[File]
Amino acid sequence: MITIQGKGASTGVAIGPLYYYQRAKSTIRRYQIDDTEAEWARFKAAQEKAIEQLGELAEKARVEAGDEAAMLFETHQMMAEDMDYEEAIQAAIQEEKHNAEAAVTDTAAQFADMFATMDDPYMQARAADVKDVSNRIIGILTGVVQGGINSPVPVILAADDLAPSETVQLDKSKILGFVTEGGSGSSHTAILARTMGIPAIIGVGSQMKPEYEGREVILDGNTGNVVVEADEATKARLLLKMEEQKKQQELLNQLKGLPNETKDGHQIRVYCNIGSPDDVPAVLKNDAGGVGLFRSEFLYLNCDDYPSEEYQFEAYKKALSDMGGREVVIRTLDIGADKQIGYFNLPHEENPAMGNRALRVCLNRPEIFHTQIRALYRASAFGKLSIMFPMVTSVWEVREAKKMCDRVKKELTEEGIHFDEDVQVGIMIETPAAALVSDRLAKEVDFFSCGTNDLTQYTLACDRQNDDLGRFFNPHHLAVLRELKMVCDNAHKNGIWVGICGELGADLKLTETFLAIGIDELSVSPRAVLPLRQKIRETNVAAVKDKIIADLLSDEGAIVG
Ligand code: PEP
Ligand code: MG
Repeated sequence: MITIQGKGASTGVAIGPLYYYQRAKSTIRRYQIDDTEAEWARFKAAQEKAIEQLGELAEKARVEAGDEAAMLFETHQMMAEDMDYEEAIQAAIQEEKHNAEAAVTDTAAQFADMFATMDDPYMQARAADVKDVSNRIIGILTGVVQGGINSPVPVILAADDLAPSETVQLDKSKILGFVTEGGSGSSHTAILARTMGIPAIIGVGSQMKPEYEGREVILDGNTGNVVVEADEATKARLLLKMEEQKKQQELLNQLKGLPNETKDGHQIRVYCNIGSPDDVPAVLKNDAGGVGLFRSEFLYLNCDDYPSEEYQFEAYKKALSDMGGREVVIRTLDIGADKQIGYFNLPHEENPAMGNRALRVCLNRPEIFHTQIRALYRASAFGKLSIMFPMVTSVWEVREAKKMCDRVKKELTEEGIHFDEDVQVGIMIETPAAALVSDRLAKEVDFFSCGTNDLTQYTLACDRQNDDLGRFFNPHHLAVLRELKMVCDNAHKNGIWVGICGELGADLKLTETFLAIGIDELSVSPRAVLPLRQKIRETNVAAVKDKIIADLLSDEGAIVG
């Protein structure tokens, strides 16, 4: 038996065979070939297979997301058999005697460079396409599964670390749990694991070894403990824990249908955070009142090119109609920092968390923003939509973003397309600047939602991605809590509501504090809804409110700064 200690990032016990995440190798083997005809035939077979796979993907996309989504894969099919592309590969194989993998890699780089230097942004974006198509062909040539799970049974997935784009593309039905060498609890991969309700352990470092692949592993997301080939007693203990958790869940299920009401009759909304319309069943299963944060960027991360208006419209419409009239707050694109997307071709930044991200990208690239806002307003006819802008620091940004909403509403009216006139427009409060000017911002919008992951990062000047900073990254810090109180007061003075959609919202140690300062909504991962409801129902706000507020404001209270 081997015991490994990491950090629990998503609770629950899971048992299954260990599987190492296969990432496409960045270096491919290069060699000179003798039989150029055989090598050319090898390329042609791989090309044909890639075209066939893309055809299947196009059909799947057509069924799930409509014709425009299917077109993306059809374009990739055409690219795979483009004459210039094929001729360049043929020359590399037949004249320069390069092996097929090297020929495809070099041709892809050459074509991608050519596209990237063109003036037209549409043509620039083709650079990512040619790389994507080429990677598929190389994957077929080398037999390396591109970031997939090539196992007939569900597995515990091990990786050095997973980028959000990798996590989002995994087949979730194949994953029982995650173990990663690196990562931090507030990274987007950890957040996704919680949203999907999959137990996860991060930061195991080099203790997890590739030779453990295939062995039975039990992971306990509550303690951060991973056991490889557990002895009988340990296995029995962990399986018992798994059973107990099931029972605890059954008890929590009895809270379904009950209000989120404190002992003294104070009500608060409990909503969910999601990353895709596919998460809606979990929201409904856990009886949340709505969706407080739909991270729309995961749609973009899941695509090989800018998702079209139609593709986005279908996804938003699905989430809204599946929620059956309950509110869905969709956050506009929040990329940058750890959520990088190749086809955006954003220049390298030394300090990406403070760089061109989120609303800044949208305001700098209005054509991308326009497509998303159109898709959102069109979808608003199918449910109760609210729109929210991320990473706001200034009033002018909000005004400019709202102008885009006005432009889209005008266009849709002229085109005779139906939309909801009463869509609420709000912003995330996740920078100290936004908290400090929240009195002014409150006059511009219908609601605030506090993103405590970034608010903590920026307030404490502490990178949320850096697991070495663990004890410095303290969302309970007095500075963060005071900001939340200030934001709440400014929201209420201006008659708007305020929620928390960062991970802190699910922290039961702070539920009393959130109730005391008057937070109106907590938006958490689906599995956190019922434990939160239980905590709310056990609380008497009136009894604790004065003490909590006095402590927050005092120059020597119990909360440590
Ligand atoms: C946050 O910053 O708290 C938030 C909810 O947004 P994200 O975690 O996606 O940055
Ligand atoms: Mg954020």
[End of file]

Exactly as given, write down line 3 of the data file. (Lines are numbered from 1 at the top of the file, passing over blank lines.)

Ligand code: MG